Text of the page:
Exactly 50 years after Woodstock shook the very foundation of music and culture, the 88Rising: Head In The Clouds Music & Arts Festival has emerged as a new pillar for diversity and perspective in music. In just its second year of existence, this extravaganza has already become the most impactful live music event for East Asians, Southeast Asians and Asian Americans in urban music. Something of this magnitude has never happened before in America. That sentiment was so heavy that it compelled NIKI to address the topic head-on by sharing some purposeful words with the live audience. Just moments after singing “Dancing with the Devil” she looked out into the crowd and said: “As an Asian female, I do not take this day or this stage for granted…my hope is, above everything else today, that you feel heard, you feel understood, but most of all that you feel represented because we all know that hasn’t been very well done in the past. And if we can all be a small part of catalyzing that shift in culture then that is my greatest honor.” At that very moment, this festival took on a whole new meaning. And for me…that’s when the show officially began.
As NIKI sang the lyrics to “Warpaint” on the main stage, it seemed like she was standing on the precipice of teenybopper fandom. The chorus lines from that pop song resonated throughout Los Angeles State Historic Park like a national anthem for young women. And that was very appropriate because the Indonesian songstress was accompanied on stage by an all-female backup band. The only woman amongst the headlining acts displayed an endearing elegance about herself that was very reminiscent of the late Aaliyah. Songs like “See U Never” and “I Like U” carried the nostalgic essence of '90s R&B. So it was quite fitting that she integrated a section of “My Boo” by the Ghost Town DJ’s into her performance of an original track called “Vintage.” This groovy mash-up prompted several of the audience members to bob their heads in unison. It was at this juncture that I noticed a vast majority of the 20,000 attendees were young females who seemed to be living vicariously through NIKI’s groundbreaking success. They adored her. NIKI’s performance was emotional and tender. I think that’s part of the reason why iKON’s live set, just moments later, became so riveting. Their show was neither one of those things. Their performance was pure and unadulterated pandemonium! A frenzy ensued from the moment this boy band from Korea doused the crowd with water and sang their hit song “Rhythm Ta.” Many of the teenagers standing near my section were crying due to their overexcitement. While others were simply being carried out of the audience area after having passed out. I had no idea that boy bands nowadays had enough clout to rap in their pop songs, so this was a fun new experience for me. I was, however, fully aware of Rich Brian’s prowess in the rap game. So when the biggest Asian rapper in the world began his live set minutes after iKON left the stage dripping wet with sex appeal, I actually screamed…but just once though…and not like a teenage girl. Oh no! My scream was just the exuberant yell of a grown man who thoroughly enjoys songs like “Dat $tick” and “Rapapapa” perhaps a little too much.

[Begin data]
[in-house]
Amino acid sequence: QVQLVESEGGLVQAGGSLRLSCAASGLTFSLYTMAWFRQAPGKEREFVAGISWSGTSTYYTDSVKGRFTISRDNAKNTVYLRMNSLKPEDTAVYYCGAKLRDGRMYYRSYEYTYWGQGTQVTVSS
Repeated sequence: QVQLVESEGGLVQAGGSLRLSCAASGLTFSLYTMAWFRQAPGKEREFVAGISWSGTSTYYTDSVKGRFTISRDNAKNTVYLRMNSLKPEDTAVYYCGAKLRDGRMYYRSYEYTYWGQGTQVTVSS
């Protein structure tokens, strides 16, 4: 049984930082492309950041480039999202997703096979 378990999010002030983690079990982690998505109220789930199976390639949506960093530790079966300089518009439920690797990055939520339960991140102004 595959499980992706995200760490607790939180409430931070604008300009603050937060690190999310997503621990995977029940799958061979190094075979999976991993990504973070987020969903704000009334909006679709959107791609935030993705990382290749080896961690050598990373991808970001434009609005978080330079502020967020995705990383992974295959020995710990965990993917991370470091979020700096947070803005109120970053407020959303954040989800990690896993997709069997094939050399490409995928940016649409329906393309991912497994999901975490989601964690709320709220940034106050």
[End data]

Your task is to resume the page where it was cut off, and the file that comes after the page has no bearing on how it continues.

When Sean Miyashiro created 88Rising four years ago, the notion of a successful “Head in the Clouds Festival” in the middle of Chinatown (Los Angeles) easily could have been the pinnacle of his vision. But the benchmark for success rose to new heights when Joji became the first Asian-born singer to have an album reach number one on Billboard’s top R&B and hip-hop chart, less than a year ago. The accomplished singer exemplified that feat in typical Joji fashion with silly cartwheels on the festival’s main stage and a comedic rendition of “You’ve Got A Friend In Me” by Randy Newman. Joji slowly changed the mood of his live set as he began to pull on the heartstrings of the audience members with compositions like “Will He.” The Japanese-born performer also sang his most popular ballad “Slow Dancing in the Dark” while suspended nearly thirty feet in the air from atop a crane. The imagery of Joji gliding into the nighttime sky with downtown Los Angeles as his backdrop served as a great segue to the festival’s grand finale. The night ended with an All-Star performance of “Midsummer Madness” by Joji, Rich Brian, the Higher Brothers and August 08.
It has been 50 years since Woodstock left a cultural mark on Rock & Roll music throughout the entire world. Today, the 88Rising: Head In The Clouds Music & Arts Festival might be carving a similar niche in Hip-Hop, Soul and R&B with a distinctive vision that embodies the residue of Asian American hip-hop pioneers like MC Jin, Far East Movement and the Jabbawockeez.